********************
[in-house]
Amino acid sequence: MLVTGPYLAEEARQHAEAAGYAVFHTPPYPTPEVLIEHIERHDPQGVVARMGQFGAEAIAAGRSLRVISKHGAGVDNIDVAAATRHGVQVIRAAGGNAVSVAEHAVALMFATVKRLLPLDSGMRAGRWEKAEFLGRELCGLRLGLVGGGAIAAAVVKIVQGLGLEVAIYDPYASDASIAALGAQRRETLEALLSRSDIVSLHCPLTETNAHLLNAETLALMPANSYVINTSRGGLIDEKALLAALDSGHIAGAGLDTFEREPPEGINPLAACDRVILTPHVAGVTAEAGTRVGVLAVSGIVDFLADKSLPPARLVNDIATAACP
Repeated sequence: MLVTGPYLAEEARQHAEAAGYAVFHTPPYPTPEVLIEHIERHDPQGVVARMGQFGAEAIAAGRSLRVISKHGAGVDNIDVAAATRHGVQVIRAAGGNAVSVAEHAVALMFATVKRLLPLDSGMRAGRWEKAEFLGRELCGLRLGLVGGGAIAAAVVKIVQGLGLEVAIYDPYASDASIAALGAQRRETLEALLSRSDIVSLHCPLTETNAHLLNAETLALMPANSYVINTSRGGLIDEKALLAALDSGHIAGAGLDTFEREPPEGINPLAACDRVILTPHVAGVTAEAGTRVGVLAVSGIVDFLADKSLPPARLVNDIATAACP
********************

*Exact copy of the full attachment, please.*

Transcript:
[in-house]
Amino acid sequence: MLVTGPYLAEEARQHAEAAGYAVFHTPPYPTPEVLIEHIERHDPQGVVARMGQFGAEAIAAGRSLRVISKHGAGVDNIDVAAATRHGVQVIRAAGGNAVSVAEHAVALMFATVKRLLPLDSGMRAGRWEKAEFLGRELCGLRLGLVGGGAIAAAVVKIVQGLGLEVAIYDPYASDASIAALGAQRRETLEALLSRSDIVSLHCPLTETNAHLLNAETLALMPANSYVINTSRGGLIDEKALLAALDSGHIAGAGLDTFEREPPEGINPLAACDRVILTPHVAGVTAEAGTRVGVLAVSGIVDFLADKSLPPARLVNDIATAACP
Repeated sequence: MLVTGPYLAEEARQHAEAAGYAVFHTPPYPTPEVLIEHIERHDPQGVVARMGQFGAEAIAAGRSLRVISKHGAGVDNIDVAAATRHGVQVIRAAGGNAVSVAEHAVALMFATVKRLLPLDSGMRAGRWEKAEFLGRELCGLRLGLVGGGAIAAAVVKIVQGLGLEVAIYDPYASDASIAALGAQRRETLEALLSRSDIVSLHCPLTETNAHLLNAETLALMPANSYVINTSRGGLIDEKALLAALDSGHIAGAGLDTFEREPPEGINPLAACDRVILTPHVAGVTAEAGTRVGVLAVSGIVDFLADKSLPPARLVNDIATAACP